May 1st

theresa albert - my friend in food


Confessions of a Seder-Matzochist


Most Jewish holiday festivals follow a similar theme: They tried to kill us; we’re still here; let’s eat.  However, Passover is special.   Why?   Because “Let’s eat” is such a huge part of the ritual.   Observant Jews do a full cleaning of every nook and cranny of their houses before the festival begins (is it any wonder I’m not observant?) and then eat only sanctioned foods for the week long holiday period.

Most famous of all this special food is Matzah (or Matzo), a cracker made from just flour and water which commemorates the haste with which the Hebrews fled Egypt in the Exodus story (their “bread” had no time to rise so no leavening is permitted).   The reason for its fame is that most observant Jews get pretty sick of the stuff within a few days.  It’s tasteless and it binds the digestive tract something awful giving a whole new meaning to the saying “Let My People Go”.   Moreover, crushed Matzah, known as Matzah meal is used instead of flour in a multitude of dishes, giving those edibles the relative weight of a Buick.

Yet Jews are a resourceful people and over the years many have found ways to make this Passover staple (actually a staple might be tastier) more palatable:  Matzah Pizza (which is not a temple in Peru), Matzah Brye (sort of like french toast only without the bread) and best of all, chocolate coated Matzah.   My favourite incarnation is caramel chocolate Matzah because, honestly, you put enough butter and sugar on cardboard and it will taste amazing.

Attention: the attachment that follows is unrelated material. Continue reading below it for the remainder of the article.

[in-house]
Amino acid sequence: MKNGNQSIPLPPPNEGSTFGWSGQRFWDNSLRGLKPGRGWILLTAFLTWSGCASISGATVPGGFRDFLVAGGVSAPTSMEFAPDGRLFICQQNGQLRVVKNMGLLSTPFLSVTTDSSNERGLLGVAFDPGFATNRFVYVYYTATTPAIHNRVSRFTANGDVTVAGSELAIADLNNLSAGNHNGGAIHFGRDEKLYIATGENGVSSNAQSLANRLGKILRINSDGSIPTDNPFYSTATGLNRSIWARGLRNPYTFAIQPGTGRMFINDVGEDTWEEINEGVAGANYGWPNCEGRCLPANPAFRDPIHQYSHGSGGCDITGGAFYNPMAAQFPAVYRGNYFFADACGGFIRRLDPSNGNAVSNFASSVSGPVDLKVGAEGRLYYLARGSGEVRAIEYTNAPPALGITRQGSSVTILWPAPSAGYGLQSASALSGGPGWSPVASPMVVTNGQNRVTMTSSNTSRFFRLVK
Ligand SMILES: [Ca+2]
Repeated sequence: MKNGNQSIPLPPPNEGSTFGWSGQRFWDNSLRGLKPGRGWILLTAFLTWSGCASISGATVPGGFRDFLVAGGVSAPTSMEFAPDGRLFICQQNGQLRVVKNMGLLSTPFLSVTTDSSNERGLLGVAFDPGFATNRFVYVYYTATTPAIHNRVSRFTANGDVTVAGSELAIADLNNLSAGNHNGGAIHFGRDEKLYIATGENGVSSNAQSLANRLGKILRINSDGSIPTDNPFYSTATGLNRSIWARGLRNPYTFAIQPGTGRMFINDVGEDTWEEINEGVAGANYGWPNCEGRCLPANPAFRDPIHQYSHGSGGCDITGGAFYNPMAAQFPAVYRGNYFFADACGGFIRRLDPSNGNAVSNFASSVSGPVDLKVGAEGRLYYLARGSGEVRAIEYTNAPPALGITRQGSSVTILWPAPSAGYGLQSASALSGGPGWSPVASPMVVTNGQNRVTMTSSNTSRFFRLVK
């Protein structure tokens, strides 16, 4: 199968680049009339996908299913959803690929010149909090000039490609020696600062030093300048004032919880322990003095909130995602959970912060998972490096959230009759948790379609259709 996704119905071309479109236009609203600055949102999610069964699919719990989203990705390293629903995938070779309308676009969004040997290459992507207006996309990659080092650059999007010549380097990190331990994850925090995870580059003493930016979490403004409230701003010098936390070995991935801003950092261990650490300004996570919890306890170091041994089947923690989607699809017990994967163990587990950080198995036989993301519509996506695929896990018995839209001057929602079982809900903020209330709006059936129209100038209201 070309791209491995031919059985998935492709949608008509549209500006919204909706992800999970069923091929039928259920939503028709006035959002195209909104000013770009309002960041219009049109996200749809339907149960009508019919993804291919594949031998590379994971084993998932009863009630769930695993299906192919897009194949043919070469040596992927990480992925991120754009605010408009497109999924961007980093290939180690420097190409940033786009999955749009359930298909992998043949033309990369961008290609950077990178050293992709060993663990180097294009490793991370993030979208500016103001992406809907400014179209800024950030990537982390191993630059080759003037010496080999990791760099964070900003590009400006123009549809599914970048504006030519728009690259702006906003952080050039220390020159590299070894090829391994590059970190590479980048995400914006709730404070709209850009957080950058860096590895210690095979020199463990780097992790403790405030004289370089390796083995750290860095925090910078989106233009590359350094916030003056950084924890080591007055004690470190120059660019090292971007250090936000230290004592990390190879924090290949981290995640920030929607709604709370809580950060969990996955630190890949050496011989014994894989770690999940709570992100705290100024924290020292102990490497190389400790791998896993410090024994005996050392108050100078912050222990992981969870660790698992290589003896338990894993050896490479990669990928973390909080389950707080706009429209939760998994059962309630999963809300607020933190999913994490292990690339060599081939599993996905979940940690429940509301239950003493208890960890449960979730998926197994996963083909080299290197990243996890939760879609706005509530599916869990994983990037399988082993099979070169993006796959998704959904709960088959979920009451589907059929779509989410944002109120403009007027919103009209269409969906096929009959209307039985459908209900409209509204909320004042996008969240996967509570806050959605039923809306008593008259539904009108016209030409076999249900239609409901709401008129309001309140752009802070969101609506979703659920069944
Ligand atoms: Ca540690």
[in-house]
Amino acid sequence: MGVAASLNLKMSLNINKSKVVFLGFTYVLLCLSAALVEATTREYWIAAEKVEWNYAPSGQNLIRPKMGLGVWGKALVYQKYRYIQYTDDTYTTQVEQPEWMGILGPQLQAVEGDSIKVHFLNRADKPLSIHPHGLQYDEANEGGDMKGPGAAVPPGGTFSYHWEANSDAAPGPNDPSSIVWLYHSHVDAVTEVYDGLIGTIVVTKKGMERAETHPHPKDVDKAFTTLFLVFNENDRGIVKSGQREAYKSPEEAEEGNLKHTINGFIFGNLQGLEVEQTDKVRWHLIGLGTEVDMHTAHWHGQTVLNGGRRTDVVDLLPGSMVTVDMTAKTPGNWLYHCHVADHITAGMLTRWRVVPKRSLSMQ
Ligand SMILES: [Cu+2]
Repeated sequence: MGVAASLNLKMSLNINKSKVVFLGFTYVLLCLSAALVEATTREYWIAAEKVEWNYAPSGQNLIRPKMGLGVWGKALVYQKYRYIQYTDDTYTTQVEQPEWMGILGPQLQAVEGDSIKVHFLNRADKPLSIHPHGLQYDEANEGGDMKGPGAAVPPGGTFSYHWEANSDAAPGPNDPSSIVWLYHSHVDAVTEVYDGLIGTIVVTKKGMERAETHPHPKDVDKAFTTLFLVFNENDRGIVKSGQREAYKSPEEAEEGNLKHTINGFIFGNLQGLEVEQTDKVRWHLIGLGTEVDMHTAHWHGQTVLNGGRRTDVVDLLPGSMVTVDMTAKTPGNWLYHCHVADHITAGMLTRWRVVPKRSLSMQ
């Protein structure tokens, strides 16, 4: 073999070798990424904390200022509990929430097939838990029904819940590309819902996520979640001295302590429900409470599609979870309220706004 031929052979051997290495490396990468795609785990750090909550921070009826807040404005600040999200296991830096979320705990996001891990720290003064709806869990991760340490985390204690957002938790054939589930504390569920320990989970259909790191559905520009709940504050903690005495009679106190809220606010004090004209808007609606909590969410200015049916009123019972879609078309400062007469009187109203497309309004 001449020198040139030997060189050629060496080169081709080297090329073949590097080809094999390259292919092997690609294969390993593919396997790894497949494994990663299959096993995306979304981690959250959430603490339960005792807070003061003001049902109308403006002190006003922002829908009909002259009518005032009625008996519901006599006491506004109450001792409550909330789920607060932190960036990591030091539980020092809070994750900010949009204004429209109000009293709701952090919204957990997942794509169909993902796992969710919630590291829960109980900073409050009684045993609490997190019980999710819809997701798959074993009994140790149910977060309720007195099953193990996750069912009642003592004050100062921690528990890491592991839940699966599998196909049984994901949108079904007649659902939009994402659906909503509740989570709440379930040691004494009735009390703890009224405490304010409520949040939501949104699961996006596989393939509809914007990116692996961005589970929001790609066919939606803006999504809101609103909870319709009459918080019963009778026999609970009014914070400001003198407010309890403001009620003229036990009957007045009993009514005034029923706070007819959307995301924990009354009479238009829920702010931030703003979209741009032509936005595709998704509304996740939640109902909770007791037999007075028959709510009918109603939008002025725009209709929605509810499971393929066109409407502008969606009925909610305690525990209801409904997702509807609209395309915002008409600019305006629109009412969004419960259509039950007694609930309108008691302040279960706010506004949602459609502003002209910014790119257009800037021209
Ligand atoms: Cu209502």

The most renowned recipe using Matzah meal is Matzah ball soup.  These traditional dumplings are a very big deal both in and out of the culture.  Family battles rage over whether they should be hard and bouncy or light and fluffy (I’m in the latter camp).  There’s even a joke about the first time George Bush was served Matzah Ball soup in which he claims it was “mighty tasty” and remarks “the Matzah must be a very large animal”.

There are those, Jews and non-Jews alike, who will tell you that Matzah is actually delicious whether on its own or as a delivery system for cream cheese, butter or chopped liver.   Some even claim they love it and consider it a delicacy.   It’s my theory that those are people who do not have to eat it for eight days straight.   I think next year, I’m going to give it up for Lent.



Ilana Waldston is the mother of two teenage girls who keeps sane by singing. A graduate of the prestigious International Cabaret Conference at Yale, she’s been delighting Toronto audiences with her comedic patter and well-honed ability to sell a song. She’s a self-professed foodie, loves to bake, travel and dine (often all at once) who sometimes sings of food in songs such as “My Diet Starts Tomorrow”, “Dieter’s Prayer” and “Foodblooz”. In addition to her solo work, she’s also a part of Toronto’s only female jazz quartet, The Satin Dolls...


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